Three recent National Research Council reports have urged direct counts of people in prison. All three reports believed that direct enumeration would be more accurate than administrative records, and all three reports encouraged the use of a special form that asked for an alternative address. The first two reports made this recommendation to facilitate de-duplication where data is accidentally processed twice; and the third did so as part of a multi-step proposal to modernize how all populations are counted.

Collecting this alternative address information — if only for internal testing, tracking and quality purposes — would be an important step towards counting people in prison at alternative addresses in the next Census.

2. Use the 2010 Census to determine the best way that people in prison should be counted in the future.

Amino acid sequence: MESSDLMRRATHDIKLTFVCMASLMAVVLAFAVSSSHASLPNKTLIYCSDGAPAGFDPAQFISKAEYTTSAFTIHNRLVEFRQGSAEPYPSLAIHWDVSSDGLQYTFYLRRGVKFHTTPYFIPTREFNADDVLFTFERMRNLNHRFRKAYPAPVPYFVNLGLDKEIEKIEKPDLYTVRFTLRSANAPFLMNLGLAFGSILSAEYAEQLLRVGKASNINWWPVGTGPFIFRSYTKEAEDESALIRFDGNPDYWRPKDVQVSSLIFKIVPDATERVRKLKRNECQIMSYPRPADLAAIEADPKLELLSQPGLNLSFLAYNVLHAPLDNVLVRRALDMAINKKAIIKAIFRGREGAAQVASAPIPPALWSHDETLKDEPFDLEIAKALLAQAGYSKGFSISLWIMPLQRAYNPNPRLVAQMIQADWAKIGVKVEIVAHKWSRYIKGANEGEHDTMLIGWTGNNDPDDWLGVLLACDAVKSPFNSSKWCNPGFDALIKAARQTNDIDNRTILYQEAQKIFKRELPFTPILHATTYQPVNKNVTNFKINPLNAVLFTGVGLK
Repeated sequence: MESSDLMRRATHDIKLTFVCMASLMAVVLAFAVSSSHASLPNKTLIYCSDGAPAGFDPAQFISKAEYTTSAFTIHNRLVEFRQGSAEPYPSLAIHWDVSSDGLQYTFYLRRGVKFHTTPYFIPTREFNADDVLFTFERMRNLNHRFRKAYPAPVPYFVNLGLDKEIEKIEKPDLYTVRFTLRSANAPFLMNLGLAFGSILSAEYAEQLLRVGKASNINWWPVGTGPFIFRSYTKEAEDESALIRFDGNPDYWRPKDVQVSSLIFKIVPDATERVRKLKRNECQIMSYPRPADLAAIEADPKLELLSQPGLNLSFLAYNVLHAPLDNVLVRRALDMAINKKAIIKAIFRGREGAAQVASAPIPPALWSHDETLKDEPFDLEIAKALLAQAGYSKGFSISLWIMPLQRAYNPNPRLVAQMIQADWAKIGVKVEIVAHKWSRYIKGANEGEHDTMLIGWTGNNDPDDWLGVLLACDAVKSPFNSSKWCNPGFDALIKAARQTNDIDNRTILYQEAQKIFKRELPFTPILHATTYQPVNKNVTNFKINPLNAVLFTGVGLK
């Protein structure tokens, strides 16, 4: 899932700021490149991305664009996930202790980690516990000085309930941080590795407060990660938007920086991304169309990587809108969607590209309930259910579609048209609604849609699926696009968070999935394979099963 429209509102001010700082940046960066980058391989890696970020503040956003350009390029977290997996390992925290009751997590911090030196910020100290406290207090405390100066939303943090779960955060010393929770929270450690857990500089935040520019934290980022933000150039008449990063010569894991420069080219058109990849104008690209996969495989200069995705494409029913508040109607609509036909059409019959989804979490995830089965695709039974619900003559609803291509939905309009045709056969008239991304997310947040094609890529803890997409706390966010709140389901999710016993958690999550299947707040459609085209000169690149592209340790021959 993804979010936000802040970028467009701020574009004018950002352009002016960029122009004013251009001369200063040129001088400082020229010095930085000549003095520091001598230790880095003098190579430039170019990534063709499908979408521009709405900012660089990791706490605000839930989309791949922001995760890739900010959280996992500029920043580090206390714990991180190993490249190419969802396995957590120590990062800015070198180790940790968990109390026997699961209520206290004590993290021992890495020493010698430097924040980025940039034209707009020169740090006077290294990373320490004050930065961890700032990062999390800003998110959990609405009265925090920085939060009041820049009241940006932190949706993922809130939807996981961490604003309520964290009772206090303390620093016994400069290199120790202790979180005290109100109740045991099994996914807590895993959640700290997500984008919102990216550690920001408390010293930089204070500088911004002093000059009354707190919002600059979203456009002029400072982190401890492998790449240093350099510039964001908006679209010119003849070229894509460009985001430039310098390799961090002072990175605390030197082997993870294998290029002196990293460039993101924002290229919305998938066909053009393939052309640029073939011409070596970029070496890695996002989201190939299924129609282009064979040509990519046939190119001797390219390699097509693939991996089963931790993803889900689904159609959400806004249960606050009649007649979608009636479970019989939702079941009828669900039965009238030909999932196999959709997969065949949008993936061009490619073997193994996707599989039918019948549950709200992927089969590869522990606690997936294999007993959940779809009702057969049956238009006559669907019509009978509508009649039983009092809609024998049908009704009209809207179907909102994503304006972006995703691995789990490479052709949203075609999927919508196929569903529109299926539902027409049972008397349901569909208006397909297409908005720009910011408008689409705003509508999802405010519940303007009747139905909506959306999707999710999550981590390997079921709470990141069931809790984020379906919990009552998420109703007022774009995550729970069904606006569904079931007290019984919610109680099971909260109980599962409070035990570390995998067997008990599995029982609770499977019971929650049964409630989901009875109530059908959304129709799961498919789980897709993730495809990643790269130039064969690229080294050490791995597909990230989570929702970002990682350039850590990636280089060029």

The Census regularly conducts research during one Census in order to improve the next. Currently, the Census Bureau is ignoring its own experts at the National Research Council who recommended that the Bureau conduct a major research and testing program during the 2010 Census to determine the best way to assign the correct address to people who are incarcerated on April 1. The Bureau should be testing how to phrase the question, what kinds of administrative data it should accept, and how to best digitize the results. Instead, the Bureau is planning to let this opportunity slide, which could push a major test to 2020 and ending the prison miscount to 2030.